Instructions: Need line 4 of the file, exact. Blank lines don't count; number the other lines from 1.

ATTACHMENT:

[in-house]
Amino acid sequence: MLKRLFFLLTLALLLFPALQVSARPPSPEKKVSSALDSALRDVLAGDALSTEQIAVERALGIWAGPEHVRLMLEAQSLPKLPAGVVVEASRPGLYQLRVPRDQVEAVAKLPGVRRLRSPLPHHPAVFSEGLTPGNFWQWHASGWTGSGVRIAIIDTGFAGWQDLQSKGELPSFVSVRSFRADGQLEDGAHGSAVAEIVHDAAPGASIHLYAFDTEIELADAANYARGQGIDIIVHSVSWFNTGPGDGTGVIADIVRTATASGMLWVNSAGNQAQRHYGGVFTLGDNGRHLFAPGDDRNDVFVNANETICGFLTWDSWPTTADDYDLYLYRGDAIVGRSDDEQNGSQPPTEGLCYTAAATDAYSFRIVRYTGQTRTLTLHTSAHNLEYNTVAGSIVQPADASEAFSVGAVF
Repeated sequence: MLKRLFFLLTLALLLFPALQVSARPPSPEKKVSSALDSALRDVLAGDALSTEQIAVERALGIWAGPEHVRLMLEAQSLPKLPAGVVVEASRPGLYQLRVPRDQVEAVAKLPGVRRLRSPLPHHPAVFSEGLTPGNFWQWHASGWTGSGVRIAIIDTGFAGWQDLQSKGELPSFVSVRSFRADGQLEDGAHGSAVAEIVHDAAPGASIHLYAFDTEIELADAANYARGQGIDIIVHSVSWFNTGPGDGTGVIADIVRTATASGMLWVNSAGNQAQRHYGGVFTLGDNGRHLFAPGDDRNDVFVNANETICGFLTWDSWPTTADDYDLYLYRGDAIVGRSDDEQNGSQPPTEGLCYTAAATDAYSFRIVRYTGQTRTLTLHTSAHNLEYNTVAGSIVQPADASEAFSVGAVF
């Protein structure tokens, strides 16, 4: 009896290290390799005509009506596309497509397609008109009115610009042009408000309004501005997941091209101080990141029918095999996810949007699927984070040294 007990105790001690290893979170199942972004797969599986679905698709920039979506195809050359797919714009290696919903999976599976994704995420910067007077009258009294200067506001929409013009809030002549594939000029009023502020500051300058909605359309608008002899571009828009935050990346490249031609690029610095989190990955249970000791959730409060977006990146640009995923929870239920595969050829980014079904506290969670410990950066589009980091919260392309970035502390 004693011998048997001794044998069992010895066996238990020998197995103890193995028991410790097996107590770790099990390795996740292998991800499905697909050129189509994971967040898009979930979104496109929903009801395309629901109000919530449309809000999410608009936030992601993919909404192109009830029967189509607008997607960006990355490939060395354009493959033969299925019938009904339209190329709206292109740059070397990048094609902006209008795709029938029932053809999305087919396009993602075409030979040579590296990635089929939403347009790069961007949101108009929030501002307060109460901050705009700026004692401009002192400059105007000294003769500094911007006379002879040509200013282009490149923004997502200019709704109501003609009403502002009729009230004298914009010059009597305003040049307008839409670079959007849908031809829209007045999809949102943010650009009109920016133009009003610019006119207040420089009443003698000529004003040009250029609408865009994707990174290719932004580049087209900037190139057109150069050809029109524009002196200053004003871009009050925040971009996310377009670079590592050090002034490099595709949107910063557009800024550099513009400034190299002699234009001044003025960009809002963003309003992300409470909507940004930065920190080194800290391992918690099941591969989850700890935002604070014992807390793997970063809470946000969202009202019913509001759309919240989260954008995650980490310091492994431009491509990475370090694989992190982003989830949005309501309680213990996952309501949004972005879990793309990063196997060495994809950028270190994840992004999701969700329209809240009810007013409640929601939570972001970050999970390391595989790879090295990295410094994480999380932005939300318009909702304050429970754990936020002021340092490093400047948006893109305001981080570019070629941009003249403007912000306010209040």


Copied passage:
């Protein structure tokens, strides 16, 4: 009896290290390799005509009506596309497509397609008109009115610009042009408000309004501005997941091209101080990141029918095999996810949007699927984070040294 007990105790001690290893979170199942972004797969599986679905698709920039979506195809050359797919714009290696919903999976599976994704995420910067007077009258009294200067506001929409013009809030002549594939000029009023502020500051300058909605359309608008002899571009828009935050990346490249031609690029610095989190990955249970000791959730409060977006990146640009995923929870239920595969050829980014079904506290969670410990950066589009980091919260392309970035502390 004693011998048997001794044998069992010895066996238990020998197995103890193995028991410790097996107590770790099990390795996740292998991800499905697909050129189509994971967040898009979930979104496109929903009801395309629901109000919530449309809000999410608009936030992601993919909404192109009830029967189509607008997607960006990355490939060395354009493959033969299925019938009904339209190329709206292109740059070397990048094609902006209008795709029938029932053809999305087919396009993602075409030979040579590296990635089929939403347009790069961007949101108009929030501002307060109460901050705009700026004692401009002192400059105007000294003769500094911007006379002879040509200013282009490149923004997502200019709704109501003609009403502002009729009230004298914009010059009597305003040049307008839409670079959007849908031809829209007045999809949102943010650009009109920016133009009003610019006119207040420089009443003698000529004003040009250029609408865009994707990174290719932004580049087209900037190139057109150069050809029109524009002196200053004003871009009050925040971009996310377009670079590592050090002034490099595709949107910063557009800024550099513009400034190299002699234009001044003025960009809002963003309003992300409470909507940004930065920190080194800290391992918690099941591969989850700890935002604070014992807390793997970063809470946000969202009202019913509001759309919240989260954008995650980490310091492994431009491509990475370090694989992190982003989830949005309501309680213990996952309501949004972005879990793309990063196997060495994809950028270190994840992004999701969700329209809240009810007013409640929601939570972001970050999970390391595989790879090295990295410094994480999380932005939300318009909702304050429970754990936020002021340092490093400047948006893109305001981080570019070629941009003249403007912000306010209040």